I’ve done a few blog posts about food-based entertainment in the past.  Most notably – my article about the downfall of Food TV’s on-air personalities.  (What’s the point of that phrase “on-air personalities.”  I was a broadcast production major in college, and I said and heard that phrase more than my own name.  I always wanted to ask…”Why would we ever refer to off-air personalities?  Who would be considered off-air personalities?  Is like…Frank from accounting?  Whom every refers to as “a character”?  Or is it would you would call the on-air guys’ backups?  Am I over-thinking this?)  Most notably – I’ve pointed out in the past that the guys that made food television what it is today – have all been kicked to the wayside, or, in one massive case, been relegated to hosting duties – and pointing out how “interesting” the new “chefs’” recipes are…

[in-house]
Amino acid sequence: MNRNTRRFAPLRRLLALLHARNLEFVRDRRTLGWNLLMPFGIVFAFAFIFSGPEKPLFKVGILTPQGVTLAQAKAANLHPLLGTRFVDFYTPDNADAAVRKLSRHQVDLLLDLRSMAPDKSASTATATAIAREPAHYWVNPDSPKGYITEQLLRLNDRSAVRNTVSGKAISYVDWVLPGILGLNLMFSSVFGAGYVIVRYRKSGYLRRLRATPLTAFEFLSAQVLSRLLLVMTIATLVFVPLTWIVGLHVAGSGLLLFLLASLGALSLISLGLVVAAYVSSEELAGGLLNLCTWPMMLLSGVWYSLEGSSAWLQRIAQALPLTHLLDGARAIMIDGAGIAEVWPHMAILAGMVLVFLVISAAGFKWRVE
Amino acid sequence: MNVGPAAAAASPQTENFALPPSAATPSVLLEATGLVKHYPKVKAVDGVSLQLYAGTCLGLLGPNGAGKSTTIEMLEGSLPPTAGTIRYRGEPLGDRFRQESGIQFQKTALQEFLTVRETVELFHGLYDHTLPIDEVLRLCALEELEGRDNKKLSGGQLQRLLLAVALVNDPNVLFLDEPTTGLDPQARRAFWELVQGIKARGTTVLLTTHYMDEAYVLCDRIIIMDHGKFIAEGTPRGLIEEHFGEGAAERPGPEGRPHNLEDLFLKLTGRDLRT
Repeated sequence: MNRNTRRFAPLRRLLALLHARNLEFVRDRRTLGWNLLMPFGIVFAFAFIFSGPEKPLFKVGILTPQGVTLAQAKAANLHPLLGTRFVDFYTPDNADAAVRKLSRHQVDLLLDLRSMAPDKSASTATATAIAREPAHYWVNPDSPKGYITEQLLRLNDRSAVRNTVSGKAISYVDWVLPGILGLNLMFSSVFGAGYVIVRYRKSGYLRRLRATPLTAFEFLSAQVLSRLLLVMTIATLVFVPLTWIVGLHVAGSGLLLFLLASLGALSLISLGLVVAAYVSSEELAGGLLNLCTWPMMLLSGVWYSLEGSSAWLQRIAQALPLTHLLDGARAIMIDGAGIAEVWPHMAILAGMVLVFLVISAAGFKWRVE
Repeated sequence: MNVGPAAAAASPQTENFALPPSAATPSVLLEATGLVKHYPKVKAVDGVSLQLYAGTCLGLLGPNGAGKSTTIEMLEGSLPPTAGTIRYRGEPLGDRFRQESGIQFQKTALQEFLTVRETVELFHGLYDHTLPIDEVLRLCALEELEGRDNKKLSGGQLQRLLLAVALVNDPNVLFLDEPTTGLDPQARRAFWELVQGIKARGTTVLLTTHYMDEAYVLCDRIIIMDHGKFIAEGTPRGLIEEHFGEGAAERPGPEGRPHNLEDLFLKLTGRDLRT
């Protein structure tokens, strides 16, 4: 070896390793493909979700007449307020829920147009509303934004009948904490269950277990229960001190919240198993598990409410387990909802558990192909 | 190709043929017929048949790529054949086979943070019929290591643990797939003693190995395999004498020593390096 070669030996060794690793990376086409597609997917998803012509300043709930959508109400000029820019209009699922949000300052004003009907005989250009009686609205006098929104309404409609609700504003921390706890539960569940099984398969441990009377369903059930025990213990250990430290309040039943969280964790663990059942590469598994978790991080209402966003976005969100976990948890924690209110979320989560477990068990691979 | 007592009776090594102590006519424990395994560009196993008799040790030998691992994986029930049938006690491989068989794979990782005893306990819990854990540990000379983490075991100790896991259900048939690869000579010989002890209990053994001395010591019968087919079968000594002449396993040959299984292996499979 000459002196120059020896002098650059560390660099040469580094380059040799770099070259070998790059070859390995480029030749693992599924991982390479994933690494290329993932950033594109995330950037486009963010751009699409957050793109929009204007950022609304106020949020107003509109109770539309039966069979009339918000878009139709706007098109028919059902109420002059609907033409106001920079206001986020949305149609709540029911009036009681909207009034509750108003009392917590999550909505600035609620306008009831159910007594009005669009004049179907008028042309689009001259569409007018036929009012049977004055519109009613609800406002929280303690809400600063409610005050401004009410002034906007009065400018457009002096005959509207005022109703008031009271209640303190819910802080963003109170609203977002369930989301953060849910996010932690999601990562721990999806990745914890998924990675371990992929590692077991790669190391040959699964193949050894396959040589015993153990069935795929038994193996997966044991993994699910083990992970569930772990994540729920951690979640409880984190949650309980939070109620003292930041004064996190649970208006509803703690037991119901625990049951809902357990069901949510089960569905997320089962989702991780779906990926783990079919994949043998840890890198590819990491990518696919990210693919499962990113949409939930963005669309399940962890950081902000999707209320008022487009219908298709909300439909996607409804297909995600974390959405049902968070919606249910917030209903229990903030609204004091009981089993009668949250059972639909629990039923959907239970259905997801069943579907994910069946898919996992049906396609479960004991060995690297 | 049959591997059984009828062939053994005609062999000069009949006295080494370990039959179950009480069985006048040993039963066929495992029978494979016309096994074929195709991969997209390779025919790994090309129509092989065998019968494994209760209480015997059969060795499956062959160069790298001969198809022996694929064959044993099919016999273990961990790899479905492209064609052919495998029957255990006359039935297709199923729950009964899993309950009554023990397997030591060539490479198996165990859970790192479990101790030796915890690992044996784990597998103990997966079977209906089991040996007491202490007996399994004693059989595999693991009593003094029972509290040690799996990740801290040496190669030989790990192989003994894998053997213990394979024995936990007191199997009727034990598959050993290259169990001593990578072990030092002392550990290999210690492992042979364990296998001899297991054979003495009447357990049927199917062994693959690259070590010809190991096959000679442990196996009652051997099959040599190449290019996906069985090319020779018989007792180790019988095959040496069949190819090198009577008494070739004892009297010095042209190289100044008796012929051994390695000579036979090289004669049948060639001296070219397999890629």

In the early 2000s, Food Network was “Come for the Emeril, stay for the Alton.” Alton Brown, of course.  Brown’s show Good Eats was one of the only shows on Food Network that was able to combine the entertainment value of a normal cooking show (watching someone cook and make interesting comments about what they are cooking and why,) and actually learning about why foods do what.  Why does this matter?  Well – on today’s Food Network, you get the opportunity to see Rachael Ray for 22 hours throwing random ingredients and spices that she’s never heard of into $380 cookware, and then pretending like A. she’s actually eating it, and B. if she were eating it, that it would taste better than low-grade dog food.  The other 2 hours are filled by loud, obnoxious 30-somethings that are certified to teach the culinary arts due to their tab at the local foodie-supply kiosk in the mall.  Oh, and throw in Sandra Lee, who may actually be a modern-day, real-life culinary siren.  If you happen to dwell on the channel too long, and her rabid raccoon-inspired eyes happen to catch your gaze, you might as well forget your common sense, because by the end of the first segment, she’ll have you believing that you can throw cookie dough, pot roast, shallots, and toothpaste in a pressure cooker and serve 10 of your closest metro-sexual friends.